Of Funerals and Family

The real tragedy of funer­als, of course, is that the guest of hon­our doesn’t get to enjoy all the famil­ial good times.

On April 11th, my grand­moth­er died. It was one of those unex­pect­ed-expect­ed deaths: you kind of knew it was com­ing, some­day, but you didn’t know it was going to be today.

The fam­i­ly gath­ered at the old home­stead, the farm where she and Grand­pa lived since, oh, prob­a­bly some­time short­ly after the end of the Sec­ond World War (they mar­ried in 1945, and I don’t think it was too long after that they moved to the farm). Mom’s sib­lings have scat­tered east­ward: she has sis­ters in Win­nipeg and Ottawa, and her broth­er lives in Nova Sco­tia. They all came, along with both my sis­ters. I got to see cousins that I haven’t seen in, oh, twelve years or so. Peo­ple grow.

The clan

My nephews had a grand old time. They sud­den­ly had a field of five new play­mates that they hadn’t real­ly seen a lot of, and so they’d go troop­ing off into the farm­yard to explore the flood­ed haymead­ow in Dad’s lit­tle duck boat, or climb the mound of snow that was only begin­ning to sag in the 20° C weath­er.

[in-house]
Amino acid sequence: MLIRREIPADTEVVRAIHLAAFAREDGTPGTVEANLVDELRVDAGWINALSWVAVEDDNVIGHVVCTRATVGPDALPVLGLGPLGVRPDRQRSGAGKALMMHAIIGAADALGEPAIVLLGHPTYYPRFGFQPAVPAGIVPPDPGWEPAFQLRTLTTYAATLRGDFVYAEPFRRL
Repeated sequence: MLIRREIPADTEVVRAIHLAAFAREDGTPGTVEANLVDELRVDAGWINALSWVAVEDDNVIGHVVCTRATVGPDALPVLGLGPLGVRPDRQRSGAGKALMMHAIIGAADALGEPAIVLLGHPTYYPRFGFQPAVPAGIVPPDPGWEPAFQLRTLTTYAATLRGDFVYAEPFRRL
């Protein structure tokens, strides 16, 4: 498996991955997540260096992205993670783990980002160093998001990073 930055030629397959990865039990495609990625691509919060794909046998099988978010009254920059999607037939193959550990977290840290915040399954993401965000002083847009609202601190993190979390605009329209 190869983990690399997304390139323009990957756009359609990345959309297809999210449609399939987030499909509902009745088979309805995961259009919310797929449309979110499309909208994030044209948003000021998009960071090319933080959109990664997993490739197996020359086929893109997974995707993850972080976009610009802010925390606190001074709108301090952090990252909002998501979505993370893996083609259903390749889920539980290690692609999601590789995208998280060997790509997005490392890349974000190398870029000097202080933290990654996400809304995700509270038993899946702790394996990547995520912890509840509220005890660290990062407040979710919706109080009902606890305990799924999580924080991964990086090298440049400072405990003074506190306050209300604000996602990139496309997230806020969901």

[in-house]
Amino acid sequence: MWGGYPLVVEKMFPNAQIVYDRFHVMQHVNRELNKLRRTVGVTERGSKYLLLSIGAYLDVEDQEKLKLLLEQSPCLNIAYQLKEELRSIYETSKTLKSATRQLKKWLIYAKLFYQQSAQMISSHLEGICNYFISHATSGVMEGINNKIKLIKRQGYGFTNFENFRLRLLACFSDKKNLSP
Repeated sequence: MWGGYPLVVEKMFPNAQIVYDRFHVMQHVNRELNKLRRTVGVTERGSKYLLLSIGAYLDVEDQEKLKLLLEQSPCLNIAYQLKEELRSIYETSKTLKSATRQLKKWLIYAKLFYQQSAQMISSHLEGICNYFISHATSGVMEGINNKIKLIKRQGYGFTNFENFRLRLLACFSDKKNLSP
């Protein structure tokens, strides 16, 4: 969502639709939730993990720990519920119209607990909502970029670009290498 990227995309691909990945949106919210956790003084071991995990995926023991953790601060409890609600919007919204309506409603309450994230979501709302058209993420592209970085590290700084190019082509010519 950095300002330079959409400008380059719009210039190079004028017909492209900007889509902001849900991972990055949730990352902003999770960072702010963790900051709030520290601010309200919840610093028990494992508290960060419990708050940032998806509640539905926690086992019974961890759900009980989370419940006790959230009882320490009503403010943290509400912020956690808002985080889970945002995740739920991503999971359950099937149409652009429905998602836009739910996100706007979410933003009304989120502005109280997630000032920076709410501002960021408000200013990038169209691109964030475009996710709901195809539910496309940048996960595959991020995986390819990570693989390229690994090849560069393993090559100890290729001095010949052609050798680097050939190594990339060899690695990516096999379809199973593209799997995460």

Lake Hrushowy Kings of the hill

The rest of us did all the things Grand­ma would’ve loved (and did love, in life) to be a part of: we played cards, and we played our fam­i­ly dice game (which we call “Blew It”, but who knows what the offi­cial name is), and we sat around and talked and laughed and cried. For a few days, till every­one had to leave, we were one big hap­py fam­i­ly, unit­ed in our grief.

The actu­al mechan­ics of the view­ing and the funer­al were the moments when I felt most that Grand­ma was gone. See­ing her in the cof­fin, I kept think­ing, something’s wrong. Of course something’s wrong. She’s not breath­ing. She looked like a fan­tas­ti­cal­ly detailed man­nequin. When I touched her hand, it was cold. I remem­ber those hands pound­ing my back with sur­pris­ing force in her trade­mark Grand­ma Hug. Of course I cried. If I didn’t I might as well be made of stone.

It was a rough week in some ways–her pass­ing hit my mom’s eldest sis­ter pret­ty hard, I think–but it was a good week, too. We gath­ered. We came togeth­er. We were–and are–family.

Grandpa and Mom

PS: You might think that steak, eggs, and per­o­gies for break­fast sounds like a good idea, but trust me, it’s an awe­some idea.